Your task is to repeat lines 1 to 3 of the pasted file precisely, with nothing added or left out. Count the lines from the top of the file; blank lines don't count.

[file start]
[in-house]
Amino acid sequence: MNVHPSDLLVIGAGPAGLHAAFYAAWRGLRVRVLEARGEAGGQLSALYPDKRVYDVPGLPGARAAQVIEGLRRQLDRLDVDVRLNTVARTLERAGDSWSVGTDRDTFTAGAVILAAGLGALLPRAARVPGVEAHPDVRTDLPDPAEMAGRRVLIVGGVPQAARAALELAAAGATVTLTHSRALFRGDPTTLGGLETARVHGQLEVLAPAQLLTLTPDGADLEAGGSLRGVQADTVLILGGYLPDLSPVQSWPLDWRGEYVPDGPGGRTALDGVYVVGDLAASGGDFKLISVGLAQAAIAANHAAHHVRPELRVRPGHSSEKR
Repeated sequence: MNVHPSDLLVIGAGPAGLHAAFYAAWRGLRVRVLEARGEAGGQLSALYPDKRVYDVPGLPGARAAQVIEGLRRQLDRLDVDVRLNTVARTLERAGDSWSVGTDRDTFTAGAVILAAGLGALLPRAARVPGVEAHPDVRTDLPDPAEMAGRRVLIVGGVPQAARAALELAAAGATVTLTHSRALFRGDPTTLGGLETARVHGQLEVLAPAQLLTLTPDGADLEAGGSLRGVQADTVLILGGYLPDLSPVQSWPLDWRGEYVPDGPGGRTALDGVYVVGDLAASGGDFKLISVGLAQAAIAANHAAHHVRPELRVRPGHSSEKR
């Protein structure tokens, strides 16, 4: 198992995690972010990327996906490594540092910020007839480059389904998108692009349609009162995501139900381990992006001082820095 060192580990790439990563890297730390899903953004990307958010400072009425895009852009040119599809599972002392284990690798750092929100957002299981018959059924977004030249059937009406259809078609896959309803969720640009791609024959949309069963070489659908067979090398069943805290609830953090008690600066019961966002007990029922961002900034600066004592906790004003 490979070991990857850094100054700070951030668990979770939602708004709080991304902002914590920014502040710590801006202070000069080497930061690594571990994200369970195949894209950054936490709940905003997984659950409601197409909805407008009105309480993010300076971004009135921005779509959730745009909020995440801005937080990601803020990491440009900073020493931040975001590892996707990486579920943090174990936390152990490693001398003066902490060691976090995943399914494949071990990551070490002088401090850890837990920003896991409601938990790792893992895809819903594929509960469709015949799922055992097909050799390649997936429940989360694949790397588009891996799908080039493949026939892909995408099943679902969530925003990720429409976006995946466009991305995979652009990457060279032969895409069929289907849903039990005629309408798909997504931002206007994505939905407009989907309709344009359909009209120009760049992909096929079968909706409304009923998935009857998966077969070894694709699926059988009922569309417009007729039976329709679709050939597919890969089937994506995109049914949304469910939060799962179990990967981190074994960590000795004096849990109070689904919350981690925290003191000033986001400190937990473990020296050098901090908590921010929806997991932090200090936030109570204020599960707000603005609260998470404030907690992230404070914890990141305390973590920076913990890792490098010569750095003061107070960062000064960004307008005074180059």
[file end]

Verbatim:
[in-house]
Amino acid sequence: MNVHPSDLLVIGAGPAGLHAAFYAAWRGLRVRVLEARGEAGGQLSALYPDKRVYDVPGLPGARAAQVIEGLRRQLDRLDVDVRLNTVARTLERAGDSWSVGTDRDTFTAGAVILAAGLGALLPRAARVPGVEAHPDVRTDLPDPAEMAGRRVLIVGGVPQAARAALELAAAGATVTLTHSRALFRGDPTTLGGLETARVHGQLEVLAPAQLLTLTPDGADLEAGGSLRGVQADTVLILGGYLPDLSPVQSWPLDWRGEYVPDGPGGRTALDGVYVVGDLAASGGDFKLISVGLAQAAIAANHAAHHVRPELRVRPGHSSEKR
Repeated sequence: MNVHPSDLLVIGAGPAGLHAAFYAAWRGLRVRVLEARGEAGGQLSALYPDKRVYDVPGLPGARAAQVIEGLRRQLDRLDVDVRLNTVARTLERAGDSWSVGTDRDTFTAGAVILAAGLGALLPRAARVPGVEAHPDVRTDLPDPAEMAGRRVLIVGGVPQAARAALELAAAGATVTLTHSRALFRGDPTTLGGLETARVHGQLEVLAPAQLLTLTPDGADLEAGGSLRGVQADTVLILGGYLPDLSPVQSWPLDWRGEYVPDGPGGRTALDGVYVVGDLAASGGDFKLISVGLAQAAIAANHAAHHVRPELRVRPGHSSEKR